Politico Published A 4,000-Word Anti-Semitic Conspiracy

Loaded headlines can do damage.
04/09/2017 12:33 pm ET Updated Apr 11, 2017
The title, subtitle, and photo accompanying a recent Politico piece.
Politico.com
The title, subtitle, and photo accompanying a recent Politico piece.

Hint: If a comment on your latest article reads “Eat this, Trumplings. Daddy’s family and businesses are riddled through and through by a cabal of actual international Jewish patrons. Amazing reporting, Ben!”, you may have just written an anti-semitic screed.

This week, Politico magazine published a 4,000-word article written by author Ben Schreckinger on the alleged ties between President Trump and Russian President Vladimir Putin. That comment appeared just below the piece.

The contents of the article are not particularly shocking. The mundane, third-degree connections between the President’s associates and Russian nationals are hidden behind a headline alleging something far more ominous though. The article is titled ‘The Happy-Go-Lucky Jewish Group That Connects Trump and Putin’.

Russian connection? Blame the Jews. Already not off to a swell start, but it gets much worse.

The story’s subtitle is “Chabad, a worldwide Jewish movement, is at the center of a web of ties between the Kremlin and 1600 Pennsylvania Avenue”.

This dark sentence is paired with an ominous-looking black silhouette of stereotypical Hasidic Jews holding a conversation.

Those three elements unite to paint a dark picture of a network of secret Jewish power-brokers connecting the leaders of two dueling powers. They are deeply reminiscent of some of the most damaging anti-semitic texts.

The tale which Schreckinger weaves of a group of rabbis connecting foreign leaders is deeply emblematic of the so-called “Protocols of the Elders of Zion”, a set of documents forged by the Russian czarist secret police to convince the masses that a group of Rabbis were working to secretly take over the world.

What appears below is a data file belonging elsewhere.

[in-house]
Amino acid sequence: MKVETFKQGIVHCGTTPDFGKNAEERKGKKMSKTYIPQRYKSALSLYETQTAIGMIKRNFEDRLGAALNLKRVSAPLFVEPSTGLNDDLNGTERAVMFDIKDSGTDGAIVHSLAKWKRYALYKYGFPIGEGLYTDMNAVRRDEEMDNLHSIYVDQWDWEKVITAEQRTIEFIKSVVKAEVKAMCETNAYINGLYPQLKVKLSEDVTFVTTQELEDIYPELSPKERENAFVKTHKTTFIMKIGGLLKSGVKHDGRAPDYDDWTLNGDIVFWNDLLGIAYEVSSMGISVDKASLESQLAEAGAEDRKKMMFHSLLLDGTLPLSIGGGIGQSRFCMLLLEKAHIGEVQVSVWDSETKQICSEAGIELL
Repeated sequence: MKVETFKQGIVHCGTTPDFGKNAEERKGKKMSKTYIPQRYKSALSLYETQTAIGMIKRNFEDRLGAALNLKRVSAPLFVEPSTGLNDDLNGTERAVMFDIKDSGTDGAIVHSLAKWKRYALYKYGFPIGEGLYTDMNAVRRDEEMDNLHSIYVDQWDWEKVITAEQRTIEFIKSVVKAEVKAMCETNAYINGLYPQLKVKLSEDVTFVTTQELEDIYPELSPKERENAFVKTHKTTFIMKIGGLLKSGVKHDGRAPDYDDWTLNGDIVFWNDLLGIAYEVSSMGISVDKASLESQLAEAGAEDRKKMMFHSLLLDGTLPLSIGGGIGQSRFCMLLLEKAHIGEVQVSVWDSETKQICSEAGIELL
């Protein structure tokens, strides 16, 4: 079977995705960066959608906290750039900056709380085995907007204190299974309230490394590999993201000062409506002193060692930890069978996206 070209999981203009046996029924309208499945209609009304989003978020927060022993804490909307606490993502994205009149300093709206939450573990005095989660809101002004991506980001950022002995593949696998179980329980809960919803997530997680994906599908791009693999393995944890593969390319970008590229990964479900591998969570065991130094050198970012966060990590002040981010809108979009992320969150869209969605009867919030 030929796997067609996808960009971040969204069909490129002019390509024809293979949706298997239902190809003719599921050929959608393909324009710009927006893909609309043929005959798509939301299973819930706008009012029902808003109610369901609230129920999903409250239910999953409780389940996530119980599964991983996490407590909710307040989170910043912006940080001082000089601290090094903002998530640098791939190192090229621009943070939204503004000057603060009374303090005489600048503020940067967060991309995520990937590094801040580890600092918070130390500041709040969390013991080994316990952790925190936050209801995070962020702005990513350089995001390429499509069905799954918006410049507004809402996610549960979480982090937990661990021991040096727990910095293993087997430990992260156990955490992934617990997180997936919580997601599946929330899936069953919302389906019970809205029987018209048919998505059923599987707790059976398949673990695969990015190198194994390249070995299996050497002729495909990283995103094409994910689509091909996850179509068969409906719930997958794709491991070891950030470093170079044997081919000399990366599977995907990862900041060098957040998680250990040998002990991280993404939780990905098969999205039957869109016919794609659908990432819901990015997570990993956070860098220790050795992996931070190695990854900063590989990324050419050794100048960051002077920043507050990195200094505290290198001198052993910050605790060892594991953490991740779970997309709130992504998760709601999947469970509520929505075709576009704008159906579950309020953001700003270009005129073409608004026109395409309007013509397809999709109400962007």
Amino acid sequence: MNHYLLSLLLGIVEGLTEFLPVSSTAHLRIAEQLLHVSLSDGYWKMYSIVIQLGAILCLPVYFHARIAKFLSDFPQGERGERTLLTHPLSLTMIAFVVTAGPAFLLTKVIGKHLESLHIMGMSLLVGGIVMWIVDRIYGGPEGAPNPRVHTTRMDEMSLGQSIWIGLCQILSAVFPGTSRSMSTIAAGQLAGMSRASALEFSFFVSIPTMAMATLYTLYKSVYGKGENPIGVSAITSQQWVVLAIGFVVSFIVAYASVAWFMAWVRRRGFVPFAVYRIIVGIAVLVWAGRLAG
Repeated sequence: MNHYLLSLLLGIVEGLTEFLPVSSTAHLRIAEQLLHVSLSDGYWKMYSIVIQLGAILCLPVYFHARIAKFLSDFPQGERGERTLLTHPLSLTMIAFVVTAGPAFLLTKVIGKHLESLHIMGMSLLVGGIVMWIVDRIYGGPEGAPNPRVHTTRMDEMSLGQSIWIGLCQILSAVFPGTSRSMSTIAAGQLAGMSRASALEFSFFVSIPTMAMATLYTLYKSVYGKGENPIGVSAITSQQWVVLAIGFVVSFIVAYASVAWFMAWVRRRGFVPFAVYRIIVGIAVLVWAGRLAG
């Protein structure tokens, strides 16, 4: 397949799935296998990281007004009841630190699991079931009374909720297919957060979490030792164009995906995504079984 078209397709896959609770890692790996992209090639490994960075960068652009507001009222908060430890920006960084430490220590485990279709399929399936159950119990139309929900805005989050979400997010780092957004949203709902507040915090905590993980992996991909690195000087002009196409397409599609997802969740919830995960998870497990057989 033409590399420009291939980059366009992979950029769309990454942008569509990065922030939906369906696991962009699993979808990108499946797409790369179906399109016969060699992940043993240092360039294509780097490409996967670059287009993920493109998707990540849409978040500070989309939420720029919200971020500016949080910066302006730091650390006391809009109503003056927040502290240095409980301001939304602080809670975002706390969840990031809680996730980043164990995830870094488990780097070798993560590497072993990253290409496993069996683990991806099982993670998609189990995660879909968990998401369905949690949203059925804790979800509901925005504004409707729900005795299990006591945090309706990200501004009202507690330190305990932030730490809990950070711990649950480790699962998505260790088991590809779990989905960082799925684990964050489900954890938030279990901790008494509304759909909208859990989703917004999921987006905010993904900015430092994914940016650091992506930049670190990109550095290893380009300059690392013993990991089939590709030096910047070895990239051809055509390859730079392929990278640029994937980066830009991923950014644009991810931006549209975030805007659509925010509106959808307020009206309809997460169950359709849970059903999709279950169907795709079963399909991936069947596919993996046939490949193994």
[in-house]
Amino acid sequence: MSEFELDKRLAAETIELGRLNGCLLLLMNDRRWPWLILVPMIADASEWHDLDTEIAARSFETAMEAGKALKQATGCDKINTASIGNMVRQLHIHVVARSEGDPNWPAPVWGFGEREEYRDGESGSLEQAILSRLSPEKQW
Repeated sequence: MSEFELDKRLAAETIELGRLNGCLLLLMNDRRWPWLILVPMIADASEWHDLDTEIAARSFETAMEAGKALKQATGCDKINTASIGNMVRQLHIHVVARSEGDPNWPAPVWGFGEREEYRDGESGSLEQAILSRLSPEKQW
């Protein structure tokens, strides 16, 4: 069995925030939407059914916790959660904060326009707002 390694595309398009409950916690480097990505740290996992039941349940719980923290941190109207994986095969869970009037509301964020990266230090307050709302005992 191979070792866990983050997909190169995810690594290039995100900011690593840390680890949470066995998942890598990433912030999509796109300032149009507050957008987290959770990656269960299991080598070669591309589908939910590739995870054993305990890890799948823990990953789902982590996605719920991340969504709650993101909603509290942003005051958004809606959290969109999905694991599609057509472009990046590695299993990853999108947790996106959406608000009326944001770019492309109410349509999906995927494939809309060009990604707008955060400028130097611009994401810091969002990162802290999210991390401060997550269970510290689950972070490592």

I don’t believe Schreckinger or his editors are anti-Semites. I don’t believe Schreckinger was attempting to write something to feed antisemitic narratives. The rest of the article, although it’s less than perfect, is not nearly as sensationalist as its title, photo, and subtitle.

But that doesn’t make this much less disturbing. It’s distressing to realize that a group of editors unmotivated by bias can still so easily repeat the mistakes of the past. It’s downright disheartening to see that the false narrative of the “back-room Jew controlling the globe” might never fully be extinguished, even from the popular press.

Even if the article had gone far to dissuade readers from this narrative (which it didn’t), we live in a world of headline readers. Nobody reads to the end anymore, and loaded headlines can do damage.

For a subset of readers, this story will provide external validation of their anti-semitic fantasies. It may be a misread, but it is a misread fueled intentionally by a reader-hungry publication.

Journalists should be fully empowered to investigate and unveil illicit connections between brokers of power. This is a core strength of our free press.

In doing so though, they should remember that we are not far removed from a time in which press-fueled anti-Semitism led to the death of millions of peoples. The stakes are too high to allow the same mistakes to go unchallenged.

Update (9:02 PM): Politico has amended the sub-headline and photograph and issued this statement.

A statement from Politico Mag editor Blake Hounshell: “This was a strong piece of original reporting and editing. To avoid any misinterpretation and distraction from the work itself, we have updated the accompanying photograph and sub headline.”
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